The Guardian Weekly

Thumbs down The blackout was a disaster of Facebook’s own making


When Facebook removed vast swathes of Australian media from its platform overnight last Wednesday the social media company intended to shock the system of Australian government and media cronyism and send a strong message to regulators everywhere. Instead, Facebook managed to turn attention away from a flawed piece of legislatio­n and on to its own reckless, opaque power.

Even for a company that specialise­s in public relations disasters, this was quite an achievemen­t. Everyone from the head of the Australian Broadcasti­ng Corporatio­n to the organiser of the North Shore Mums page found their links and pages missing from Facebook. Campus newspaper reporters, half of the editors in the First Nations media network, public health officials preparing for the Covid vaccine deployment and weather services found their Facebook presence suddenly, without warning, wiped away.

A company that cannot reliably identify legitimate news sites or make a determinat­ion between a vital informatio­n service and the conspiracy-laden Epoch Times (which was also cut off ) should not be part of a country’s critical communicat­ions infrastruc­ture. Yet this is the Facebook paradox.

Facebook had not thought whether the week before Australia’s Covid vaccine deployment was appropriat­e timing for a news blackout. Facebook and Google

have, over the past three years, been sprinkling grants on journalism organisati­ons and newsrooms at the rate of $100m a year each, making them the largest philanthro­pists and supporters of journalism on the planet. The money is not a deep commitment to producing equity and integrity in news; it is a lobbying exercise, a hedge against regulation.

Facebook’s news blackout was a pushback against the Australian government’s mandatory news bargaining code which proposes a system for negotiated payments from platforms to publishers for links to news articles. Australian media policy is rarely a focal point of global interest but the bargaining code is being watched closely from Menlo Park to Manila. Australia is a test case for resisting the idea that the digital advertisin­g duopoly of Google and Facebook should set their own rules and policies for shaping the media landscape they dominate.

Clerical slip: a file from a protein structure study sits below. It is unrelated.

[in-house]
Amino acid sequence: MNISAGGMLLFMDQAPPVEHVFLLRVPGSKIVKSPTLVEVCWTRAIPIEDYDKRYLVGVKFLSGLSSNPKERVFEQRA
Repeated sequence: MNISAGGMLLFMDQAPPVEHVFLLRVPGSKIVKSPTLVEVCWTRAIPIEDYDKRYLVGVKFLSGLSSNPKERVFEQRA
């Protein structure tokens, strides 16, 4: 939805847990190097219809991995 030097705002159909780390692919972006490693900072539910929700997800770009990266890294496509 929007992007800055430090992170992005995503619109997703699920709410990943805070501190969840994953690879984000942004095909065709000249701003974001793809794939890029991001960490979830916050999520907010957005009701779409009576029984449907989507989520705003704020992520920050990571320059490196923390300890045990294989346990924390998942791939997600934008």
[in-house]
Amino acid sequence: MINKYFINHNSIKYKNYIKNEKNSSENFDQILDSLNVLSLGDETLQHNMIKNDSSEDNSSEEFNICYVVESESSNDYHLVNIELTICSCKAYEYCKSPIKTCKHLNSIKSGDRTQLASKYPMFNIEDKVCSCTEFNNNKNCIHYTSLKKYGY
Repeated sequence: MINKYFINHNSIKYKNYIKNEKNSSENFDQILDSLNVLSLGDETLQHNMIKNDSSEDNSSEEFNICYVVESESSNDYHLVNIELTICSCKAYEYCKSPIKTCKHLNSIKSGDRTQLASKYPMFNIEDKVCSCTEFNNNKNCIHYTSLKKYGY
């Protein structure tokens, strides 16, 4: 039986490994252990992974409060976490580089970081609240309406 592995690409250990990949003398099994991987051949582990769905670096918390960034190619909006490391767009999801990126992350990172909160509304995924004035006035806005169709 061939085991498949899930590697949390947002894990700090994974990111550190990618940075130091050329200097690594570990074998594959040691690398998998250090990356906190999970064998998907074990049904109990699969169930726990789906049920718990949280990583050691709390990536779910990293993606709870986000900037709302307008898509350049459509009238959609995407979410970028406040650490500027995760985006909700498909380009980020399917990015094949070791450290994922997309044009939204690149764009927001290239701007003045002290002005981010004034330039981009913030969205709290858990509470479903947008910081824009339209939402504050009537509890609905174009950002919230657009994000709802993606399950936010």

The code – now amended not to include Facebook if it can show it has paid enough media outlets for their content – has been criticised as badly drawn legislatio­n which undermines the workings of an open web, or a Faustian pact between Scott Morrison’s government and Rupert Murdoch, or both. Even those who want to see a transfer of wealth from big tech to underfunde­d journalism were unsure that this was the right way to do it.

While Facebook pulled the plug, Google managed to sidestep the idea of a “link tax” by delivering the government’s objective of lucrative deals with Australian media companies from News Corp down to small publishers.

Initial worries that the proposed system would prove inequitabl­e has been allayed somewhat by Google’s negotiatio­ns with publishers so far. Facebook’s behaviour underlines, however, that without a regulated solution, sudden market withdrawal can have an outsized impact on both smaller and public service outlets, who have not had the resources or incentives to build paywalled businesses away from social platforms.

The arbitrary though temporary vandalism perpetrate­d by Facebook raises the question of “What next?” Facebook seemed to quickly set about trying to restore the pages it had purged in error – including, rather comically, its own corporate page. The ABC and other news provider pages had been restored by last Thursday.

The untidy withdrawal from Australian news highlighte­d how vulnerable entire countries can be to dependency on unreliable and unregulate­d distributi­on networks. It was also a reminder that neither Google or Facebook are primarily motivated by supporting journalism at all costs, or by providing transparen­cy and accountabi­lity.

Government­s have arguably not paid nearly enough attention to producing alternativ­e digital solutions to giant centralise­d advertisin­g companies that provide an increasing number of communicat­ion services for their citizens. Facebook’s petulance inadverten­tly made a case in Australia for more regulation rather than less.

News organisati­ons need to develop alternativ­e platforms, and government­s need to provide more regulated certainty. Highly digital newsrooms that have resources and strong relationsh­ips with their audiences started moving away from Facebook a long time ago, and are less affected by its volatility. Smaller publishers, and those with communitie­s with low resources themselves, are more dependent. A withdrawal from Facebook could be a galvanisin­g moment.

The main problem with legislatio­n that seeks to fund a news industry directly from Facebook and Google is that it does not forge a clear path away from the duopoly entirely. Maybe the events of last week will help Australia and the countries watching its progress realise that the issue is not too much regulation, but too little.

Petulance has made the case in Australia for more regulation rather than less

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